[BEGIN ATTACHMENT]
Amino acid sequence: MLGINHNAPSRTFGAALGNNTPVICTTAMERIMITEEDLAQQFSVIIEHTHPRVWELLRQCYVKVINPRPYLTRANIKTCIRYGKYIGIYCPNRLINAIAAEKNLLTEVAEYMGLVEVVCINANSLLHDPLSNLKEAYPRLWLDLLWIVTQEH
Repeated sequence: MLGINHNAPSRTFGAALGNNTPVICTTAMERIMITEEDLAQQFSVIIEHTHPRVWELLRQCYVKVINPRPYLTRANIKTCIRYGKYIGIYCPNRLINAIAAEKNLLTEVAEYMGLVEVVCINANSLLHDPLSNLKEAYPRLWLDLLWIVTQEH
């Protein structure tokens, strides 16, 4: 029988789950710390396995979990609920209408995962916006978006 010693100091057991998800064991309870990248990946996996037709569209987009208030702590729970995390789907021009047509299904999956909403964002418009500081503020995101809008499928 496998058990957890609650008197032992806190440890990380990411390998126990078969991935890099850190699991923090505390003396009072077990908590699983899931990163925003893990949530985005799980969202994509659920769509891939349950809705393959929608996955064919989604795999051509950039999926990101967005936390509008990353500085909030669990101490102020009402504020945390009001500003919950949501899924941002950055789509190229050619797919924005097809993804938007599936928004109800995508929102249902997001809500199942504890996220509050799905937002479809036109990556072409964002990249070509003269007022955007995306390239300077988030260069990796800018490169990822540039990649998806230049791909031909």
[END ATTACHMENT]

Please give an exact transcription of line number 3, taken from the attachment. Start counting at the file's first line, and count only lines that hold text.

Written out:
């Protein structure tokens, strides 16, 4: 029988789950710390396995979990609920209408995962916006978006 010693100091057991998800064991309870990248990946996996037709569209987009208030702590729970995390789907021009047509299904999956909403964002418009500081503020995101809008499928 496998058990957890609650008197032992806190440890990380990411390998126990078969991935890099850190699991923090505390003396009072077990908590699983899931990163925003893990949530985005799980969202994509659920769509891939349950809705393959929608996955064919989604795999051509950039999926990101967005936390509008990353500085909030669990101490102020009402504020945390009001500003919950949501899924941002950055789509190229050619797919924005097809993804938007599936928004109800995508929102249902997001809500199942504890996220509050799905937002479809036109990556072409964002990249070509003269007022955007995306390239300077988030260069990796800018490169990822540039990649998806230049791909031909």